How to Identify Iron Deficiency: Important Blood Tests to Identify Low Iron Deficiency & Anemia

Did you know that routine blood work does not include the tests necessary to identify iron deficiency.  What?!

I know that sounds crazy, but stick around and we’ll dive into HOW that is possible and I’ll give you a list of the IMPORTANT tests you need to request (that your doctor won’t order if you don’t ask) to get the best answers for your heath!

If you’ve struggled with the many symptoms of low iron, but your blood work has always been ‘normal’

Doctors often simply run a CBC, or Complete Blood Count, to analyze your blood health.  While a CBC can identify low hemoglobin (iron deficiency anemia)…but that is only part of the story! The CBC is missing the test you need to identify the first (and potentially severe) stages of iron deficiency! (To learn more about the causes, risk factors, & stages of low iron click here to download the Iron Repair Manual)

Many women experience significant symptoms of iron deficiency despite their CBC indicating a ‘normal’ hemoglobin level.   

Our understanding of the importance of iron has come a loooong way over the past 10-15 years. Science used to tell us that iron was really only important for the formation of hemoglobin (the iron containing protein that carriers oxygen through the blood). As a result, doctors were trained to look at hemoglobin as the only marker for establishing healthy iron levels.

If hemoglobin was ‘normal’ then low iron wasn’t considered a possible cause for their patients’ symptoms – like exhaustion, headaches, brain fog, hair loss, etc.

However, recent studies have revealed that iron is actually involved in nearly all the cellular functions & metabolic processes our bodies complete every day

We now know that the iron stored throughout our bodies, in the form of ferritin, is a very strong indicator of our true iron status. When ferritin is low, cells throughout our bodies are starving for iron!

There are several stages of low iron and the first stage is ‘iron deficiency’. Iron deficiency occurs when your hemoglobin is still considered within the ‘normal’ range, but ferritin is low.

Many people experience significant symptoms at this stage – but because routine lab work does not test for ferritin – their low iron isn’t discovered and they continue to struggle.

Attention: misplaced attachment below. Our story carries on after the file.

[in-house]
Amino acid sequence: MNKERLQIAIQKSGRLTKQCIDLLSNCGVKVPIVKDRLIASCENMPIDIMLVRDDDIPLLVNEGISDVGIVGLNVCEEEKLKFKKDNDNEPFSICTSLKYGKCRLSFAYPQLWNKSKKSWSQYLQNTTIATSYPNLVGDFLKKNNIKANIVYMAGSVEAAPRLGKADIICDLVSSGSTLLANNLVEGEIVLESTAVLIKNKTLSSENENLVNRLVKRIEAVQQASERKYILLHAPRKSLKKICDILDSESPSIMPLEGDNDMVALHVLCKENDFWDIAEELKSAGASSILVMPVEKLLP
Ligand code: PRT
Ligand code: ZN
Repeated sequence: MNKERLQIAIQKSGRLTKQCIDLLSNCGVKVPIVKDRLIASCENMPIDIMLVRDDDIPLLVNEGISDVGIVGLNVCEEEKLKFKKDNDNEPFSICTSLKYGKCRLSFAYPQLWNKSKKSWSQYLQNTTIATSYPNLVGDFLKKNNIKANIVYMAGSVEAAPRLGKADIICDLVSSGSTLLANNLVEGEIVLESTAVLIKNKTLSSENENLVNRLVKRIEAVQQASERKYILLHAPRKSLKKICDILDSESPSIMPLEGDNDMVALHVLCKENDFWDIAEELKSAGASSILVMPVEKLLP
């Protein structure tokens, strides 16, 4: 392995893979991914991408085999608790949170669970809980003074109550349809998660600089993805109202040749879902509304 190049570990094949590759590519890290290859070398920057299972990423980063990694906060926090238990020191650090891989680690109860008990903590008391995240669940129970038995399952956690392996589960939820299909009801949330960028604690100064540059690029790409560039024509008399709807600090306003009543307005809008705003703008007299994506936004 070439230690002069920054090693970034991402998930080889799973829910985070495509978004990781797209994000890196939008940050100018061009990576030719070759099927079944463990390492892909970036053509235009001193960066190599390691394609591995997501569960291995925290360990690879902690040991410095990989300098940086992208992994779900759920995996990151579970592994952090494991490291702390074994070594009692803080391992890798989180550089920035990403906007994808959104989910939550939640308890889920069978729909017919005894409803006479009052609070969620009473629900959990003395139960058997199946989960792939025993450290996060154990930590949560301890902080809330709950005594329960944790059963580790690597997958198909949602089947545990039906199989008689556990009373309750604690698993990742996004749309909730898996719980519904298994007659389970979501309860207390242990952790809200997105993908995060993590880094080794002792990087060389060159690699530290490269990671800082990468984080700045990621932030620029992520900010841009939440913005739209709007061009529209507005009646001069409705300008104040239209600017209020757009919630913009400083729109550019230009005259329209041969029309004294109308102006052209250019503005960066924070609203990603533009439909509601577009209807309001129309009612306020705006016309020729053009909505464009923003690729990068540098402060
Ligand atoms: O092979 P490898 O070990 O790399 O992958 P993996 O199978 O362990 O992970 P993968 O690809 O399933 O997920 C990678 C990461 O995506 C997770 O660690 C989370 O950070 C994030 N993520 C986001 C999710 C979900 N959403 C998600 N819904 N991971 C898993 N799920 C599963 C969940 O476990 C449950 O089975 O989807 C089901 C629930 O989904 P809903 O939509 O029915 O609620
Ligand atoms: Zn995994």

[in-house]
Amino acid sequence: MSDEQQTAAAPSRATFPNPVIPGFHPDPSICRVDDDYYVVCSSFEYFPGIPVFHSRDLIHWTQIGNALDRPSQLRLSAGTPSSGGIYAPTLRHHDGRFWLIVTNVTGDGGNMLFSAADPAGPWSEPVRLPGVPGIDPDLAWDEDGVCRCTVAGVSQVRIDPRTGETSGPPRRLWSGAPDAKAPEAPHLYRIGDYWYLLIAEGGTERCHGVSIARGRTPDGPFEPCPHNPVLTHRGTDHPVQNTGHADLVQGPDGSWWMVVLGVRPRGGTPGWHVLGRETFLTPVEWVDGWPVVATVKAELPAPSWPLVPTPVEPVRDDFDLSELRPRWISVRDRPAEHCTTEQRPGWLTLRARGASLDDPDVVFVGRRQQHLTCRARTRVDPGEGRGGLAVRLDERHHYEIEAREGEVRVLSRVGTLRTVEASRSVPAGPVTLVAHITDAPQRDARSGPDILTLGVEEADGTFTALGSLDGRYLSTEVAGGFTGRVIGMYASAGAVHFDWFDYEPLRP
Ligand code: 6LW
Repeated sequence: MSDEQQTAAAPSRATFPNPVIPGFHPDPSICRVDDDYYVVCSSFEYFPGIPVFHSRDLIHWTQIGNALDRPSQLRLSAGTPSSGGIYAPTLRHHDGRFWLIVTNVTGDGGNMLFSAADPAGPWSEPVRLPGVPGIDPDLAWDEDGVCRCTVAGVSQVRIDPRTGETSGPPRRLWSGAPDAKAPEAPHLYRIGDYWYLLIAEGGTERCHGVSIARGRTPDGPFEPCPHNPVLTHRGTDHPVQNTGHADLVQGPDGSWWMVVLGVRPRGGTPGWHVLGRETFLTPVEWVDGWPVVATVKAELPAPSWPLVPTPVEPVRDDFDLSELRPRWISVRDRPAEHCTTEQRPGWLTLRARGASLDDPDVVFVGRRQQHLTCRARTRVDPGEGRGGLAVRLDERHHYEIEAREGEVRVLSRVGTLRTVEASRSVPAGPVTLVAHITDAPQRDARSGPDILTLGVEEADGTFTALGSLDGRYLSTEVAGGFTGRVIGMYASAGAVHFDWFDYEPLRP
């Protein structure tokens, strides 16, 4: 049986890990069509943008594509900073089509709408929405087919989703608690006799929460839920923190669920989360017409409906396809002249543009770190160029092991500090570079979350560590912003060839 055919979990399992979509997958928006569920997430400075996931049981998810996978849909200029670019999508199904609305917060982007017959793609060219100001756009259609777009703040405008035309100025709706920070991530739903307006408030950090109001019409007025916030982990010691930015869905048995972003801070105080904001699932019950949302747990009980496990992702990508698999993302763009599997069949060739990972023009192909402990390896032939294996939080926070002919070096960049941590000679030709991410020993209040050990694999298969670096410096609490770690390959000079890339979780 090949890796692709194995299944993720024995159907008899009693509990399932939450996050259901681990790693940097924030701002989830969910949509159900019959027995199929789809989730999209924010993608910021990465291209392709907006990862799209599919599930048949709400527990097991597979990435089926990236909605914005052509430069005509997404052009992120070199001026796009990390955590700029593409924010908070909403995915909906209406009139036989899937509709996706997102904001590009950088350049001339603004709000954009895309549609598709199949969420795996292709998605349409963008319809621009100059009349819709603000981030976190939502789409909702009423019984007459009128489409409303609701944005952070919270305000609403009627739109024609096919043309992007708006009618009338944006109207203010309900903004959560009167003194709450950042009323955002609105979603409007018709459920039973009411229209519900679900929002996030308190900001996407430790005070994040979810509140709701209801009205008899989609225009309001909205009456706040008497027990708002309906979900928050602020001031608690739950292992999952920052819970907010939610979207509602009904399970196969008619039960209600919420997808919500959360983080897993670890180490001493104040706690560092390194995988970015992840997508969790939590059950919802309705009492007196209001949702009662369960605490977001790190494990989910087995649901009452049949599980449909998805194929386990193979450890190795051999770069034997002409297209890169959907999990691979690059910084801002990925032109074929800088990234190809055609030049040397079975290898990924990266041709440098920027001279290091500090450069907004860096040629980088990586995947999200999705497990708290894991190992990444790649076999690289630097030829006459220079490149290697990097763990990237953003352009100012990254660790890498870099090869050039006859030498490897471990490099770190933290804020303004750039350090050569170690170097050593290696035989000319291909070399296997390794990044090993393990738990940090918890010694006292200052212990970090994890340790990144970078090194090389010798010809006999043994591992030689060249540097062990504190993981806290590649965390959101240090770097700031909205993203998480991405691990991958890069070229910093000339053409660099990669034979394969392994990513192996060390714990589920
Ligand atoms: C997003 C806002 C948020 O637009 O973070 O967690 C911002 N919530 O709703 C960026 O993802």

It is very important to note that the reference ranges considered ‘normal’ for several of these tests are extremely broad, and do not reflect the numbers needed to experience optimal health. 

Sadly, many doctors are not aware of the current research confirming that the ‘normal’ reference ranges are terribly outdated and do not reflect optimal health for their patients.

For example, the ‘normal’ reference range for ferritin is 13-200.  If your blood test reveals a serum ferritin level of 15, your doctor may consider this a ‘normal’ result.  When in actuality, a ferritin level of 15 indicates severe iron deficiency.

Rest assured – you are not overreacting or imagining things despite your doctor’s indifference.  Iron deficiency can and does cause significant symptoms!

In addition to iron, there are several other critical tests that identify nutrient deficiencies that frequently accompany iron deficiency; B-12, folic acid, and Vitamin D.  Many doctors are not accustomed to ordering these tests, so it is important that you are prepared to request them.  

Understanding these test results is a big step in discovering possible deficiencies that are affecting your health. Once you have worked with your doctor to identify low iron levels, iron supplementation may be necessary. (Click Here to learn about the iron supplement I use & recommend)

In the reference chart below, I have included both traditional lab reference ranges, and updated optimal ranges based on current research. You can print this page & take it with you to your doctor’s appointment.

(If your doctor won’t order the tests, you can order them yourself!! Click Here to order your own blood work.


Noemia LM, Carmen VL (2018) Ferritin: Could be a Health Indicator. J Fam Med Dis Prev 4:078.


Esa Soppi (2019) Iron Deficiency Without Anemia – Common, Important, Neglected. Clin Case Rep Rev 5: DOI: 10.15761/CCRR.1000456

Dig Liver Dis. 2013 Oct;45(10):803-9. doi: 10.1016/j.dld.2013.02.019. Epub 2013 Apr 11.

*Disclaimer: This content is strictly the opinion of Krystal Moore or Three Arrows Nutra, LLC  and is for informational and educational purposes only. It is not intended to provide medical advice or to take the place of medical advice or treatment from a personal physician. All viewers of this content are advised to consult their doctors or qualified health professionals regarding specific health questions. Neither Krystal Moore, Three Arrows Nutra, LLC  nor the publisher of this content takes responsibility for possible health consequences of any person or persons reading or following the information in this educational content. All viewers of this content, especially those taking prescription or over-the-counter medications, should consult their physicians before beginning any nutrition, supplement or lifestyle program.

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